Literary and cultural research includes the general areas of nineteenth-and twentieth-century American and Canadian fiction and poetry; post-colonial literatures and theory; race, gender and sexuality in literature and culture; native peoples; regional and ethnic literary culture and the major movements of Realism, Modernism and Post-Modernism. Particular areas of research specialism include: African-American Music; slave and captivity narratives; the Civil Rights Movement; film history; the study of decades in American culture; Canadian literature; gay, lesbian and queer literature and theory; Mark Twain; the intellectual culture, film and literature of the American South; North American Indian writing and culture; contemporary American and postcolonial fiction; city cultures; late nineteenth- and early twentieth- century American painting and photography; business and the workplace in American literature; and antebellum writing. Recent PhD topics include: The Architecture of Shopping Malls; Rave Culture and Globalisation; The Vietnam War and American Popular Consciousness; Race, Rock `n` Roll and Blues Music; Female Hobos; The 1960s; Muhammad Ali and Malcolm X in international context; Chinese and Chinese-American Literature; Barbara Kingsolver; Dionne Brand; Gwendolyn Brooks; and the short fiction of Edgar Allan Poe, Herman Melville and Nathaniel Hawthorne.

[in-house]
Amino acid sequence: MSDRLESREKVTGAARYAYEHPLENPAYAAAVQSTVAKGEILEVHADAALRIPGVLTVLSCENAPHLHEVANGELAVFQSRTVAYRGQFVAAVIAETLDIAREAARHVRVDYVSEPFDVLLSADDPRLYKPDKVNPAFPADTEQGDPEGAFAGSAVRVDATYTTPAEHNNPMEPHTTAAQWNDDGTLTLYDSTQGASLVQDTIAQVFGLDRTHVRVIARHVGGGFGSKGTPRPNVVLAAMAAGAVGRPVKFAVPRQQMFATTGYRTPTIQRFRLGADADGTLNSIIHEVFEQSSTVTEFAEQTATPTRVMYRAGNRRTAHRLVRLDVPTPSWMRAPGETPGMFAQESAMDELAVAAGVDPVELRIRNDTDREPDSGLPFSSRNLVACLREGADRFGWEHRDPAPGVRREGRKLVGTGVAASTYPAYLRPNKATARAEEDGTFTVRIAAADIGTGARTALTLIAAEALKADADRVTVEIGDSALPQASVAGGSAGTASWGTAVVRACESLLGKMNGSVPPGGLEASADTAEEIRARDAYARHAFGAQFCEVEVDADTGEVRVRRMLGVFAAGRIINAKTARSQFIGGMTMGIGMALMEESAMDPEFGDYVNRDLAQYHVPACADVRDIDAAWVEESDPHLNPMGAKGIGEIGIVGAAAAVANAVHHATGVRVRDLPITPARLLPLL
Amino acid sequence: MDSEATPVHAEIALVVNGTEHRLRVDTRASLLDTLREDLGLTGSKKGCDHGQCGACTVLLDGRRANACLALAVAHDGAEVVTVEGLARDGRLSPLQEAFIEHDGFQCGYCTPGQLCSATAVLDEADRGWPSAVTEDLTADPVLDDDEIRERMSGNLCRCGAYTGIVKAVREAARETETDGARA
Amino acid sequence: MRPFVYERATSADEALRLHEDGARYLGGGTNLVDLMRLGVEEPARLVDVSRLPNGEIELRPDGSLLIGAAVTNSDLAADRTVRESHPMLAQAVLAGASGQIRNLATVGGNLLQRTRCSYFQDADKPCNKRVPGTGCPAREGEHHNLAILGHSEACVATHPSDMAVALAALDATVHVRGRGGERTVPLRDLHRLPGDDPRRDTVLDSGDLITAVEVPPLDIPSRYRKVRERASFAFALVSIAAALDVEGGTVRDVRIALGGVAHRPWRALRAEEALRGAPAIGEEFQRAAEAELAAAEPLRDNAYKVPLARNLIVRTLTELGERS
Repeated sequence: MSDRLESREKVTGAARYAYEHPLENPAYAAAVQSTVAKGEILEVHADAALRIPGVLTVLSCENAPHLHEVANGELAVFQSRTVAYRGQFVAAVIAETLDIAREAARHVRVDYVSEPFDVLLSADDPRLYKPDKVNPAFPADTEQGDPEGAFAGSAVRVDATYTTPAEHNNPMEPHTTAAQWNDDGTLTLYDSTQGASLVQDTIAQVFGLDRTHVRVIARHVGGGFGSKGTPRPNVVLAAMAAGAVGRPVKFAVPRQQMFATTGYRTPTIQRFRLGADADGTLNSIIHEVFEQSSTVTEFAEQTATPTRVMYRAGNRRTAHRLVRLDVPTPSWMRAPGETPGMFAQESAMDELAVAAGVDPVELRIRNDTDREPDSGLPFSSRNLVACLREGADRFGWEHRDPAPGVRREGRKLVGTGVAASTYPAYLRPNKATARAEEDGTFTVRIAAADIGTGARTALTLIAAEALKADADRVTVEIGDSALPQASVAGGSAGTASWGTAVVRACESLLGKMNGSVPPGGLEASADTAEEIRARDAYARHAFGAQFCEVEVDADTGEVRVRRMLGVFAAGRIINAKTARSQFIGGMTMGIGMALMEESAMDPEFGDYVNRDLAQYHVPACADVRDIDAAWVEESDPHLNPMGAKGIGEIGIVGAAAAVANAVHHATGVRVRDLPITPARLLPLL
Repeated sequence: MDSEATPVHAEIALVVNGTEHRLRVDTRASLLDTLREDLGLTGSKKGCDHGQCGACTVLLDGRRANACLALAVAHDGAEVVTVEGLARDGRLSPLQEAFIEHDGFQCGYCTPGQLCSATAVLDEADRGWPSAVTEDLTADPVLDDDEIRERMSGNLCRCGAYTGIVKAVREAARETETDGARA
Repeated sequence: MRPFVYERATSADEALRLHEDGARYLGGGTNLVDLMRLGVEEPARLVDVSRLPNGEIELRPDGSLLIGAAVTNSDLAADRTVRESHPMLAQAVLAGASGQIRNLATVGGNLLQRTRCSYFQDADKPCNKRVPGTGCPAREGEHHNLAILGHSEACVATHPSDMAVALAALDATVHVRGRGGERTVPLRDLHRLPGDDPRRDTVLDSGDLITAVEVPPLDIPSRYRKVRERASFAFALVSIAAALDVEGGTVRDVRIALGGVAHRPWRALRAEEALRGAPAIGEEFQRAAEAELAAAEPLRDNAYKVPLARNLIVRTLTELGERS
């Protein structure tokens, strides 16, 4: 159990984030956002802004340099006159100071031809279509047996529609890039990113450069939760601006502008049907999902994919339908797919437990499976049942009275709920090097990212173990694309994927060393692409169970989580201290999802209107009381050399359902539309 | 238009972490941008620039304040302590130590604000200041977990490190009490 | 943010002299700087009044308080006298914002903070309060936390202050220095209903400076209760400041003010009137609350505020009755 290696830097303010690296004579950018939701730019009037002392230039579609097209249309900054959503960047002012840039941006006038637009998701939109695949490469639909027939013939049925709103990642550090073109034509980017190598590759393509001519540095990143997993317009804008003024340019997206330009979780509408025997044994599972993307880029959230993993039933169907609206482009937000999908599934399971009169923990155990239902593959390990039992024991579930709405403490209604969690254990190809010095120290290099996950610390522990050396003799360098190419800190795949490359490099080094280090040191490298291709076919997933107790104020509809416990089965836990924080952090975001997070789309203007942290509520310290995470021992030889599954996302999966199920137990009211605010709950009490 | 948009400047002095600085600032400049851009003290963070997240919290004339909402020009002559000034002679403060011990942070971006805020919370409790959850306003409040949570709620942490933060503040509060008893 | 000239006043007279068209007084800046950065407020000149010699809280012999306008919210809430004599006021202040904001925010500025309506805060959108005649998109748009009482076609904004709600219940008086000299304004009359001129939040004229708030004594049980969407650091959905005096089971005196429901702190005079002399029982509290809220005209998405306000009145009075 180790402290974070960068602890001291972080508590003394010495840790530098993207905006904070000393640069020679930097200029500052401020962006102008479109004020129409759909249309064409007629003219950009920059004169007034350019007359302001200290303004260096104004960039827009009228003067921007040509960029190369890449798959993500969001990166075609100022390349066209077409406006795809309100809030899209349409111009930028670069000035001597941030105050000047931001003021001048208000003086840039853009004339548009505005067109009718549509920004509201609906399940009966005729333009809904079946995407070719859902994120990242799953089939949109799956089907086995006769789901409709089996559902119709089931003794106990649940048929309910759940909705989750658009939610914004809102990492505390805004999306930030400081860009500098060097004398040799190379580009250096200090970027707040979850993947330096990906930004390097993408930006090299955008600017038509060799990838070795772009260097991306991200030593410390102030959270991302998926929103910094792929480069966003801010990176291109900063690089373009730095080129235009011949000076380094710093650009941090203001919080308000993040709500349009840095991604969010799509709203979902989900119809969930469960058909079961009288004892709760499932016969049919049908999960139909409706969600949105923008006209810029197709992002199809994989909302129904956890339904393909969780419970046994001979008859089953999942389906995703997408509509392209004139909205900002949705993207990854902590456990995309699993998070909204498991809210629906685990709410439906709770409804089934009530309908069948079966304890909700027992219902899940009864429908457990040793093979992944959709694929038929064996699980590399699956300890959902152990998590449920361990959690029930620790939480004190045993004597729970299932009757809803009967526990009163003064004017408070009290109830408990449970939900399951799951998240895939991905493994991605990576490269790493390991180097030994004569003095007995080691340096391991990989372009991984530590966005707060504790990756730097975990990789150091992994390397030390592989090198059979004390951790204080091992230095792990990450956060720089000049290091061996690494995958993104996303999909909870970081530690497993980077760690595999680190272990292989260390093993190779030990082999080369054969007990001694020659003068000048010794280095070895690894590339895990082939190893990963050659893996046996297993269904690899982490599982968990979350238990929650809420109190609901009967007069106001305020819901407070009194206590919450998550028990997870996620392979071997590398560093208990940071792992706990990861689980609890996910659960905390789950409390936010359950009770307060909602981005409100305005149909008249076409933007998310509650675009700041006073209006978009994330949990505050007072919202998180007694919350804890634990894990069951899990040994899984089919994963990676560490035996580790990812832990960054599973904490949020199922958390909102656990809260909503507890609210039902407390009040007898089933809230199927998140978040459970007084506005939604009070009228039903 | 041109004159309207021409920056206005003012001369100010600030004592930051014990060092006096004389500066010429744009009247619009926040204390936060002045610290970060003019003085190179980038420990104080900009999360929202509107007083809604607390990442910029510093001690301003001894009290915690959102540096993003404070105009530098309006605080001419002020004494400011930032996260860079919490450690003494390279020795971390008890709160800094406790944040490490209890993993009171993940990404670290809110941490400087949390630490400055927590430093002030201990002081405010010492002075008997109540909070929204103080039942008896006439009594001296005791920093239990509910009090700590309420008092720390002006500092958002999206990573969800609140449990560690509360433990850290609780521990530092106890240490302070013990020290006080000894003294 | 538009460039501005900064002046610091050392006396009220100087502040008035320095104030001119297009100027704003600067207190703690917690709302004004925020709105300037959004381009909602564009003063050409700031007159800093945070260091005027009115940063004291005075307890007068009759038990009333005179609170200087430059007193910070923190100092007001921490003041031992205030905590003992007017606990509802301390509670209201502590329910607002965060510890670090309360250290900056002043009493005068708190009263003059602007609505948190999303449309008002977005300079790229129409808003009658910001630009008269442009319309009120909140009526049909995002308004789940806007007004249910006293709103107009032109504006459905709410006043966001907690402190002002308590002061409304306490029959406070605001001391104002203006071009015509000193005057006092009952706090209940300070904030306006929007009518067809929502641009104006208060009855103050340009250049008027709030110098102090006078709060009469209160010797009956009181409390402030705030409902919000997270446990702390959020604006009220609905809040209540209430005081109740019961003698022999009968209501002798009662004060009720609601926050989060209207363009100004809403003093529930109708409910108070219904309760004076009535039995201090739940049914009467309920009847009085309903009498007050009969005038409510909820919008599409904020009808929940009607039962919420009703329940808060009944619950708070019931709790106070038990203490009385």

In US history the School's strengths lie in the general areas of nineteenth- and twentieth-century intellectual, social and political history. Particular research expertise lies in: antebellum slavery and politics; the history of the South; post-1945 foreign policy, especially US relations with South East Asia and the Kennedy/Johnson administrations; neoconservatism post-1945 intellectual history; race and the Civil Rights Movement; and Hispanic migrant communities. Recent PhD topics include: The American Party in the South; US and British Policies towards Israel; Britain, America and the Atomic Bomb; Ulysses S. Grant; the American Far Right; and the Know Nothing Party.
For a more extensive overview, please visit the course page on the University of Nottingham's online prospectus.